Euro-CASE convened in Brussels on 24-25 September to inform about the policy paper on reform option of the European Emission Trading System (EU ETS) and present it to relevant European decision makers.
Ottmar Edenhofer, Co-Chair of the Euro-CASE Energy Platform and Deputy Director and Chief Economist of the Potsdam Institute for Climate Impact Research (PIK) and responsible for the report “Reform Options for the European Emissions Trading System“ met with Jos Delbeke, Director-General for Climate Action, European Commission and Ivo Belet, MEP and rapporteur for the EU-ETS to present the Euro-CASE reform proposal in detail. Both were grateful for the scientific contribution of the Academies. The report was also sent to over 1500 stakeholders, among them the Commissioners for Energy and Climate Action and persons associated with the topic in the European Institutions.
Ottmar Edenhofer emphasised that a reform of the EU ETS is urgently needed to tackle the climate challenge. “In its present form the system does not incentivize the required investments in climate-friendly technologies,” he said. Without a far-reaching reform the EU ETS could fail and endanger European cohesion in climate policy.
Euro-CASE welcomes the efforts of the European Commission to reform the EU ETS. Instead of a Market Stability Reserve the reform proposal suggests to implement a price collar for the CO2 price with lower and upper boundaries to solve the problems related to the long-term steering effects of the current EU ETS. The price collar is likely to reinforce the long-term credibility and reliability of the price signal and to help stabilizing investors’ expectation.
The Euro-CASE Policy Position Paper also proposes to integrate the heat and transport sector into the system which so far is limited to the power sector and some industries. In addition, it contains recommendations for a targeted innovation policy and proposes to address carbon leakage through tailor-made trade policies and to increase the coalition of countries included in the carbon pricing.
The Euro-CASE recommendations are launched at a time when the political framework for the energy and climate policies for the period beyond 2020 is being negotiated between the European Parliament and Council. The discussions are based on the communication “A policy framework for climate and energy in the period from 2020 to 2030” put forward by the European Commission in January 2014.
The central pillar of European climate policy, the European Emissions Trading System (EU ETS), is currently questioned in its ability to deliver its objectives as the allowance price is persistently low at around 5€ / tCO2. The cap was met and emissions actually declined in recent years, ensuring the environmental effectiveness of the scheme. However, the low price may affect the long-term cost-effectiveness of the instrument by reducing the incentive for investment and deployment of low carbon technologies. Consequently, no significant increase in the EU ETS allowance price is expected before 2020, and probably not beyond, without reform. While the reasons for the price decline are controversial, empirical analysis shows that only a small proportion of price fluctuations can be explained by factors such as the economic crisis, renewable deployment or international offsets. Therefore, it is likely that political factors and regulatory uncertainty have played a key role in the price decline. As a consequence, any reform of the EU ETS has to deliver a mechanism that reduces such uncertainty and stabilizes expectations of market participants. The Market Stability Reserve as proposed by the EU Commission is unlikely to address the problem of the low price, and the uncertainty of future price development remains substantial. The ability of the Market Stability Reserve to deliver long-term cost-effectiveness is thus questionable.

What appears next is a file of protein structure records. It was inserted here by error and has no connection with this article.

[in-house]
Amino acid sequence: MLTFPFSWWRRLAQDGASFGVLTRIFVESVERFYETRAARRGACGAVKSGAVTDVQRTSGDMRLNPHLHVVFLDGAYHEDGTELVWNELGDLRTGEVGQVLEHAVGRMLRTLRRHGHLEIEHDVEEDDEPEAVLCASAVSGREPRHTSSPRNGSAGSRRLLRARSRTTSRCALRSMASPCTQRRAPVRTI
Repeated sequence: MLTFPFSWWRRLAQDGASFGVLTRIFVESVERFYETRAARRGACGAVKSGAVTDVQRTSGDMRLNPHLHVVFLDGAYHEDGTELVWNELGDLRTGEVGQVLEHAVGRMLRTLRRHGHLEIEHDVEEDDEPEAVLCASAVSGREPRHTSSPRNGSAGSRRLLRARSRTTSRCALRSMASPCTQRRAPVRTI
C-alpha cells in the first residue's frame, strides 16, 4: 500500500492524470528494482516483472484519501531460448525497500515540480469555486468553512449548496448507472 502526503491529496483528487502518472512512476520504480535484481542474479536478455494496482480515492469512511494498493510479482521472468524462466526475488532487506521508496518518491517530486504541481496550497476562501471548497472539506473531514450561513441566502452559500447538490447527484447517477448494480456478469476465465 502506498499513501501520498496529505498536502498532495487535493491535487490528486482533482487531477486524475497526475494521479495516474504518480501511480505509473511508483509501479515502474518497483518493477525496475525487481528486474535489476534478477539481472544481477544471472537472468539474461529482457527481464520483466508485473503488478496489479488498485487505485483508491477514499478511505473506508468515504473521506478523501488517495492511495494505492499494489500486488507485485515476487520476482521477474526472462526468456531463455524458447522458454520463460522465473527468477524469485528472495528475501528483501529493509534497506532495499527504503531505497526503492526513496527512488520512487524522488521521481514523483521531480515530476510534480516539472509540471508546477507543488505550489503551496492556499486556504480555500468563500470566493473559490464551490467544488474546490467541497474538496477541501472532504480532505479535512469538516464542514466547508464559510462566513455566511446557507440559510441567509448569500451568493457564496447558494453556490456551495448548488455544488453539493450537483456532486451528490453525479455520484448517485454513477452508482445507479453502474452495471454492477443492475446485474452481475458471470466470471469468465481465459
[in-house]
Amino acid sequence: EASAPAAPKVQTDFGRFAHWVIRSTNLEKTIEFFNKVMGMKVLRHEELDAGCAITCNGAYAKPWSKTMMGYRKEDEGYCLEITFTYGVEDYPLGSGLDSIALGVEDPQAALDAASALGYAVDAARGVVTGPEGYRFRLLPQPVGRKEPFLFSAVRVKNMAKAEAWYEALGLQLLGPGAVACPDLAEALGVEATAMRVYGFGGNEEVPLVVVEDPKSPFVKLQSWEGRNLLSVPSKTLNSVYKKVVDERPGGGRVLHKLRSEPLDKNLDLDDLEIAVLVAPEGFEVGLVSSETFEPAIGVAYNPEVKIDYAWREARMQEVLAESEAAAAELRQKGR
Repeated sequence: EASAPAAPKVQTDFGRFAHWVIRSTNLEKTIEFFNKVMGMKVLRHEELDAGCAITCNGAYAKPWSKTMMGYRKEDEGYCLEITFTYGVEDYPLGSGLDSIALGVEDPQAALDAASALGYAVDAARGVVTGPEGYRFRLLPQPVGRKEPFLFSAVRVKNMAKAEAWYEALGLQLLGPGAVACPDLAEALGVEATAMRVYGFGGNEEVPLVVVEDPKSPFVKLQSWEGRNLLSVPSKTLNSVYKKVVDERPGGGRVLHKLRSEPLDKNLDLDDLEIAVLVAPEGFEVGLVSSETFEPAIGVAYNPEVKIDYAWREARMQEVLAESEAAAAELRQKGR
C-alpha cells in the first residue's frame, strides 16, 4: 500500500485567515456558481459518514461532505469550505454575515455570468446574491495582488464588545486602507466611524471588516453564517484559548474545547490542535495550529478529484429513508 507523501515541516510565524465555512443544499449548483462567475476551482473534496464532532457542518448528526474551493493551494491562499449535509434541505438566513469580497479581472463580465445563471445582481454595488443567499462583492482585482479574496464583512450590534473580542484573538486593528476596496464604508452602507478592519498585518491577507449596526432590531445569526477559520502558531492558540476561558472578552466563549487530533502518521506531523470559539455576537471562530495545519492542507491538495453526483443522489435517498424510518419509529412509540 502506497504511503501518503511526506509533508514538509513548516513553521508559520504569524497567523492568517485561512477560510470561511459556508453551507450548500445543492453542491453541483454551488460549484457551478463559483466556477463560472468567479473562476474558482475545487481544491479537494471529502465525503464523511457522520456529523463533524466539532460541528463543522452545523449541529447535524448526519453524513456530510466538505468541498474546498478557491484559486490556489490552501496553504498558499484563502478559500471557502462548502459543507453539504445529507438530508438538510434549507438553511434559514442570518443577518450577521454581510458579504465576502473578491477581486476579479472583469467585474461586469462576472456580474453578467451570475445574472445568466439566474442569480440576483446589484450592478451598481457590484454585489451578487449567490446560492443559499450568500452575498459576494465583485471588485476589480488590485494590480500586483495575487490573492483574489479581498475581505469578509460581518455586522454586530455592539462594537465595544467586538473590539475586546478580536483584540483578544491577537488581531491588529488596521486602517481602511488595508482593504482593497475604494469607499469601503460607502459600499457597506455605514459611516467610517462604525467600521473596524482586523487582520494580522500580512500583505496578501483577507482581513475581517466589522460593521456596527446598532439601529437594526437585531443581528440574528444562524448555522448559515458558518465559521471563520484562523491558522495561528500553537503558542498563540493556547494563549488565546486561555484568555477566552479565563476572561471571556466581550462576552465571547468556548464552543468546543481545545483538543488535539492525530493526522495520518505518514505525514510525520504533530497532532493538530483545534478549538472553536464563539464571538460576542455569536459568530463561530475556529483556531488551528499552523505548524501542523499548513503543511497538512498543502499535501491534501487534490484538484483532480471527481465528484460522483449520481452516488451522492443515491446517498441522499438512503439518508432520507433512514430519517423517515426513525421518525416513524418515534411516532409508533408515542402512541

The key element of the alternative reform proposal by Euro-CASE is to set a price collar in the EU ETS with lower and upper boundaries. This is likely to reinforce the long-term credibility and reliability of the price signal. In addition, a price for the GHG emissions not covered by the EU ETS has to be set. If additional market failures prevent the market from functioning efficiently, specific policy instruments related to innovation and technology diffusion should be implemented in addition to carbon pricing. Carbon leakage could be addressed through tailor-made trade policies. In parallel, increasing the coalition of countries included in the carbon pricing should remain a priority. This reform package would bring the EU ETS back to life. At the same time, it would avoid a relapse into national climate and energy policies across Europe, which could result in much higher costs and inefficiencies. The following seven theses present a comprehensive reform proposal of the EU ETS.
- 1. Pricing carbon is essential for climate policy.
- 2. The EU ETS is a market where scarcity is governed by political decisions and thus expectations of market participants about future political decisions are critical.
- 3. In view of the low EU allowance price since early 2013, the key concern regarding EU ETS performance is dynamic efficiency.
- 4. There are several reform options for the EU ETS which can be broadly categorized as instruments addressing either the price directly or the supply of permits. Another dimension is institutional and pertains to the degree of delegation embodied in a reform proposal.
- 5. The Market Stability Reserve (MSR) proposed by the Commission does not address the problem of long-term cost-effectiveness and price uncertainty.
- 6. Instead of a narrow reform of the EU ETS, a fully-fledged reform addressing several aspects of carbon pricing is required.
- 7. The political feasibility of implementing a reform package might be limited.